London TravelWatch has called on the Government to put passengers at the heart of changes to the rail industry, with more services provided locally by Transport for London (TfL) and an increased focus on multi-modal journeys.
London’s independent passenger watchdog has responded to the Williams Rail Review commissioned by the Government. One of the key recommendations it makes is to give more input to local communities and transport authorities when planning and providing rail services. In London this means further devolution of rail services to Transport for London (TfL). Other recommendations include:
- recognising that passengers needs vary greatly depending on whether they are making local, regional, inter-city or urban rail journeys
- rail needs to be seen as but one mode in a whole transport network, particularly in London where people often use several modes to make a journey
- improving accountability and clarifying responsibilities so that it is clear to the public and the rail industry what the Department for Transport is trying to achieve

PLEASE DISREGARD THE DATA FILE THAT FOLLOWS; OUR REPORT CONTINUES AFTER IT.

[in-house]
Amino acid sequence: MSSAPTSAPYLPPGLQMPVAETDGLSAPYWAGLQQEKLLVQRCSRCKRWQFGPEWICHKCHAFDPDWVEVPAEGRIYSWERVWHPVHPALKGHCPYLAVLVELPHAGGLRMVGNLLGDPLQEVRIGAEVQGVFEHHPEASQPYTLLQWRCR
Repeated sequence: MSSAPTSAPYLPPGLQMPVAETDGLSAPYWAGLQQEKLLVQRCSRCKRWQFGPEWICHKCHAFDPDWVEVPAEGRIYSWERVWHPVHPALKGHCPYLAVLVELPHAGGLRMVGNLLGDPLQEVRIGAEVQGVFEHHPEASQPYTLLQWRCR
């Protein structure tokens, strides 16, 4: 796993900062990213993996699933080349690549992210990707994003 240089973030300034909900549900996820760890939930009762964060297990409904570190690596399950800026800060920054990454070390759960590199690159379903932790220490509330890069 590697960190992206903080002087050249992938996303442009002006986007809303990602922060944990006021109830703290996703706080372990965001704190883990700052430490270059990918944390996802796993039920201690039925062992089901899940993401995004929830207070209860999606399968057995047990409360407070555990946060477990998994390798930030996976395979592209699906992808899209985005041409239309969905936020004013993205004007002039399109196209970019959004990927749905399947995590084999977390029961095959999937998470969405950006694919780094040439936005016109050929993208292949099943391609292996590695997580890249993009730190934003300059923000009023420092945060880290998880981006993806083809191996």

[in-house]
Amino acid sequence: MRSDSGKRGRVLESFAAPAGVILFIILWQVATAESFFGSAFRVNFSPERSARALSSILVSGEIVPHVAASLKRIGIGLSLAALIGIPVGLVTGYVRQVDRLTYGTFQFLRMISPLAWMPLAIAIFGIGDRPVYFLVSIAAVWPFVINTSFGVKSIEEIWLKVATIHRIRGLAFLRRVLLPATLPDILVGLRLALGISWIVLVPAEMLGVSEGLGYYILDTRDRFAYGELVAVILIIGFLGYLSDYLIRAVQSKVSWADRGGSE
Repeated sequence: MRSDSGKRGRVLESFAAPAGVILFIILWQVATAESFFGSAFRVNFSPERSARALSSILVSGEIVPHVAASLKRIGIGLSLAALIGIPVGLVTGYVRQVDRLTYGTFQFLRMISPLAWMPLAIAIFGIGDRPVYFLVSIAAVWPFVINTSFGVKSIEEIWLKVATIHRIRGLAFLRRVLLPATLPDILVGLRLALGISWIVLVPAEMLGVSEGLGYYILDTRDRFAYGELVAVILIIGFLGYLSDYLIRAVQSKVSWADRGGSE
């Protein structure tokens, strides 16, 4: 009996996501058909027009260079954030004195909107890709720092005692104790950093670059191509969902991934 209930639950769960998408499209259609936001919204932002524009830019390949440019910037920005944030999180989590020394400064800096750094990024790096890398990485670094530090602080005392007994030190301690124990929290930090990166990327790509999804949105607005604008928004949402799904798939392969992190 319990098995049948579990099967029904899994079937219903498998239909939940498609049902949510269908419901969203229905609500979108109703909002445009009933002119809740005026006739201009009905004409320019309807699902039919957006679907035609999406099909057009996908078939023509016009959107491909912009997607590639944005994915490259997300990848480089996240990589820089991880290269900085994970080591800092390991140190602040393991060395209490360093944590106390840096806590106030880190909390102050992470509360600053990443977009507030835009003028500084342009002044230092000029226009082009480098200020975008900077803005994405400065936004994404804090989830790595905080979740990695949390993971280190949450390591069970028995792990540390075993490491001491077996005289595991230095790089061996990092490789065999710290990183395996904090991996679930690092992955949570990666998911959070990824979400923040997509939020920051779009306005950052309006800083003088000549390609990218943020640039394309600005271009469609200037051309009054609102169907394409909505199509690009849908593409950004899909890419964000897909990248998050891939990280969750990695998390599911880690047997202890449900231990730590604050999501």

- taking advantage of opportunities to appeal to those who currently choose not to use the railways, particularly by utilising the railway at non-congested times and on off peak services.
Arthur Leathley, Chair of London TravelWatch commented: ‘It is clear that the needs of passengers vary greatly according to journey type and length and frequency of travel and we hope that this is reflected in this review. We have argued for some time that the best way to provide suburban rail services in the area we represent is to devolve responsibility to Transport for London. London Overground has been extremely successful connecting communities and increasing ridership where it has taken on commuter services. Devolving rail powers to TfL would bring suburban services into a wider, more comprehensive transport and planning policy framework, with consistent fares and more logical services better serving outer London communities. It would also improve accountability and value for money.’